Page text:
When I heard Wordplay Mag were curating a stage in an old shoe factory for Norwich’s Wild Paths Festival I was not quite sure what to expect. However, when I arrived to find my well-put together 30-something Airbnb hostess playing Skyrim and cracking open the latest mod releases in her quaint canal-side flat, I knew expectations wouldn’t be of much help.
It turns out that this challenging of preconceptions is exactly what Wild Paths is all about. Organised by Norwich native Benjamin Street to both cajole artists into making the detour through the “armpit of East Anglia” and spotlight its wealth of local talent to outsiders, I was certainly not the only one feeling a bit out of my comfort zone. Seeing the likes of Bone Slim and Jelani Blackman wondering Norwich’s cobbled streets in the hopes of finding some munch is as much a funny image as it is a success for Ben’s aims. Taking artists and attendees off the beaten track in more ways than one, I found myself meandering from Saffiyah’s dulcet R&B tones in a beautiful church to grime in the old shoe factory that formed Wordplay’s residence for the weekend- and all the while wondering how a UKHH journalist wound up there.
Putting this question to the other guests didn’t offer much help: “you need categories, just use them loosely”, Ben reminds me. Even among the likes of Natty Wylah and Silhouettes Project member Bel Cobain I wasn’t safe, both artists choosing to perform alongside a live band and rejecting conventional labels like pretty much everyone else on the line-up. So I did the only thing a bucket hat-wearing hip hop fan can do when he finds himself outside of his comfort zone: grab a Nandos wrap and take some pics for the ‘gram.
Rocking colours that pop and voices that are pure dirt, Latekid and Avenhue were one of many pleasant surprises from the weekend’s proceedings. Members of the Norwich-London collective FWDMTN that seem to sum up everything Wild Paths sets out to achieve, the duo intersperse hard-hitting grime flows with melodies that feel equally inspired by R&B and ragga; all the while somehow crediting dubstep label UKF as one of their biggest influences. By this point, I’d expect nothing less.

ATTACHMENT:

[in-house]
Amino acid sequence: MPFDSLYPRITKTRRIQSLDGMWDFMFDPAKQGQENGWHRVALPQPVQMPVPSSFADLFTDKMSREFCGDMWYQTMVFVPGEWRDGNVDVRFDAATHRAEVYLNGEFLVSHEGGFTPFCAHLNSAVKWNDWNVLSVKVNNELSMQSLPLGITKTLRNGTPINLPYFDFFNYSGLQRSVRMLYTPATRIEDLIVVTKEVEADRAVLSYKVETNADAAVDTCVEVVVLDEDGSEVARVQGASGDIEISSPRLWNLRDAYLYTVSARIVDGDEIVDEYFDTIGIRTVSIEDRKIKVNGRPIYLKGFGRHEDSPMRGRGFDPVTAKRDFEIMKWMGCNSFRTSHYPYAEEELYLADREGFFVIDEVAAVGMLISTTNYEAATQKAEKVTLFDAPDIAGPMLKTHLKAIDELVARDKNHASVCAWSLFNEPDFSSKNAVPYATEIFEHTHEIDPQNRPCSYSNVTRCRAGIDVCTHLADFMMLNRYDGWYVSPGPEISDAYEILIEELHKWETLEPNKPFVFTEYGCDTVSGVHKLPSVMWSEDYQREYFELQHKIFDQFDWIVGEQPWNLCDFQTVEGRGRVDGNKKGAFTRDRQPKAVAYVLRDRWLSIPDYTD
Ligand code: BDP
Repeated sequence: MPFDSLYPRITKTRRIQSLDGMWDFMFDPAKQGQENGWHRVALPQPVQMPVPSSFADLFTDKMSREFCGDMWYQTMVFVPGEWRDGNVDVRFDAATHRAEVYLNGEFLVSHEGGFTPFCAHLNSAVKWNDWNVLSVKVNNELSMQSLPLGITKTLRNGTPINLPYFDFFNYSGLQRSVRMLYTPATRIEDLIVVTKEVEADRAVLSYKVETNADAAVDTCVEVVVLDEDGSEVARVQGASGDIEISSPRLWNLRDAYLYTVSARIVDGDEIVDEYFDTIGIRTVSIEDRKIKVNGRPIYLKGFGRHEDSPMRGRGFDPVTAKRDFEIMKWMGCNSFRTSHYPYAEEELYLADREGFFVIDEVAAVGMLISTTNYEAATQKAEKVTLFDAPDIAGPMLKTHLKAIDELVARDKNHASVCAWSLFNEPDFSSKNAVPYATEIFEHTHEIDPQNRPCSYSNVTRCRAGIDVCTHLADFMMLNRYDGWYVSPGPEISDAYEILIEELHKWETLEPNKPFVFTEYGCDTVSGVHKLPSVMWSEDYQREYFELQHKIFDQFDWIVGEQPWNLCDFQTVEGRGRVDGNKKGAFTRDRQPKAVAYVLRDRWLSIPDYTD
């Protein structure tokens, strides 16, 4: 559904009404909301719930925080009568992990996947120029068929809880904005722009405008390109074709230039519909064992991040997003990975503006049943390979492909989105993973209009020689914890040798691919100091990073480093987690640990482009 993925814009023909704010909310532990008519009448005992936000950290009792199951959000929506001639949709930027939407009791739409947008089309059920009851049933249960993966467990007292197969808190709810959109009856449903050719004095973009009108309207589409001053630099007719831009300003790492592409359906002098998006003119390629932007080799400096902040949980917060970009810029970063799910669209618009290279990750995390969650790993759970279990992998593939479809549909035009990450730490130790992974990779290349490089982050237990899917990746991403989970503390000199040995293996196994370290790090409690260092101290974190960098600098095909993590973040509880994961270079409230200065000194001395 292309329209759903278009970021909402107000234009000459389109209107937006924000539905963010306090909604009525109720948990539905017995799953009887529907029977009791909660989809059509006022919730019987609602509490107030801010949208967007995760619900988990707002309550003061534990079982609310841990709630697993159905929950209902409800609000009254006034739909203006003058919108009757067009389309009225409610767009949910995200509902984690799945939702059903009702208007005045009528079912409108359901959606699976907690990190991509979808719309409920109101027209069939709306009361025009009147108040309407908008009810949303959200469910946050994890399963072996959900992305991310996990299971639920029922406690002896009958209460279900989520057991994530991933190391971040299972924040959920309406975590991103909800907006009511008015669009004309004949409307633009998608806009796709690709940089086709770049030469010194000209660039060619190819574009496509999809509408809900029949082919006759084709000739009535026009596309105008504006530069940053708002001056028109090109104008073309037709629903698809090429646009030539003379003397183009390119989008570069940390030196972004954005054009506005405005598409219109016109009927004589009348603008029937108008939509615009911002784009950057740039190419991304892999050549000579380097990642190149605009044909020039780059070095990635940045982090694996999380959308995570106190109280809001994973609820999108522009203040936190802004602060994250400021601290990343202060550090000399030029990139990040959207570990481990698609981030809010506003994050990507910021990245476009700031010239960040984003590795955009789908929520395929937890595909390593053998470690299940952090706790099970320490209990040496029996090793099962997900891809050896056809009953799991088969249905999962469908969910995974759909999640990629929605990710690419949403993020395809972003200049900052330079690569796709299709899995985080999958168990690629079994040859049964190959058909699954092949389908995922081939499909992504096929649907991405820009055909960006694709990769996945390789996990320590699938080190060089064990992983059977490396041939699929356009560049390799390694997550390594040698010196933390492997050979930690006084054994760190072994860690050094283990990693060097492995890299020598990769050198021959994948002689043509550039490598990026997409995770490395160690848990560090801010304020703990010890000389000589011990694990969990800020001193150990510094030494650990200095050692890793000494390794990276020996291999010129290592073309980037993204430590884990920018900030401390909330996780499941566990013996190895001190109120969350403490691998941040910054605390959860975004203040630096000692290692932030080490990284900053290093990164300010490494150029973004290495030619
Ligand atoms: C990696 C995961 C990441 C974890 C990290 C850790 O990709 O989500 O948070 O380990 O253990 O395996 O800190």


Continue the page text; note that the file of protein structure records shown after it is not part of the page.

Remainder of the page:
Four-piece Dutch boy group that sound (and look) like the Beach Boys with a Spotify subscription? Checks out. Banji are not exactly the first act I was expecting to see when turning up to the Wordplay stage (subsequent conversations revealed this performance was entirely unplanned for them as well), but I was sold halfway through the show when drummer Jasper opened with a DnB pattern only to be met with signature off-tune Indie melodics from singer Morris. You can take the boy out of London…
With a voice that makes Darth Maul sound like a chihuahua, Jelani Blackman finds rhythmic pockets so unique that they can only be described as the BPM equivalent of Harry Potter’s platform 9 3/4.
Sounding like Google deep learning with a human soul, with perhaps equally as many electronic doo-hickeys, Tony Njoku is truly one-of-a-kind. Layered ambient rhythms and improvised detours are met with soaring vocals and the odd grime synth and 808 in a sensory whirlwind. Catching up after the show, Tony began digging into the question on everyone’s lips. “I don’t think about genre” he told me, comparing labels to an identity- a way of aligning with others but in no ways definitive of the full breadth of music. After that, asking others to label themselves felt a bit weird- as superficial as asking what make of phone they had or, fittingly, their favourite Elder Scrolls instalment.
Bel Cobain is probably the most confident ‘Introverted Stoner’ I’ve ever met. Boasting a genuinely impressive presence strong enough to turn the somewhat day-wearied crowd into an interpretive dance studio, Bel’s live sets are sure-hit on any line-up.
Underground UK hip hop legends and pioneers of the genre-crossing sounds that seem to have paved the way for many of the other artists on the Wild Paths line-up, a group performance from London’s Nine8 Collective felt like the Friends reunion that never happened. Pictured from left to right: Bone Slim, Lava La Rue, Nige, Mac Weather, Biig Piig, LorenzoRSV
Making the 5-hour trip back to the South, Tony’snotion of genre as nothing more than identity began to echo back to me. In many ways this explains my own experience as a hip hop journalist listening to smooth jazz in a converted church: no matter how tight I pull my Blah(c) hoodie-strings I can’t block out nice sounds. And the same holds true for the owner of my AirBnB, kitchen islands and hanging plants need not be mutually exclusive with a good dose of Elder Scrolls modding. I suspect that in a weird sort of way this is a big part of what Ben hoped for in Wild Paths, reaching beyond individuals’ beaten tracks of beats ’n’ tracks and exposing attendees to new environments- both sonically and physically. Something that is likely inspired by his own experiences touring the world as part of Warner Music signees Coasts- which is ironic because I was the one travelling 5 hours coast-to-coast to do so (reminder not to take trains on Sundays).
Shout out to Wordplay for sending me on this adventure and to Wild Paths festival for challenging my preconceptions- you can check out their own highlights of the weekend, plus all of the great acts that I missed myself, below.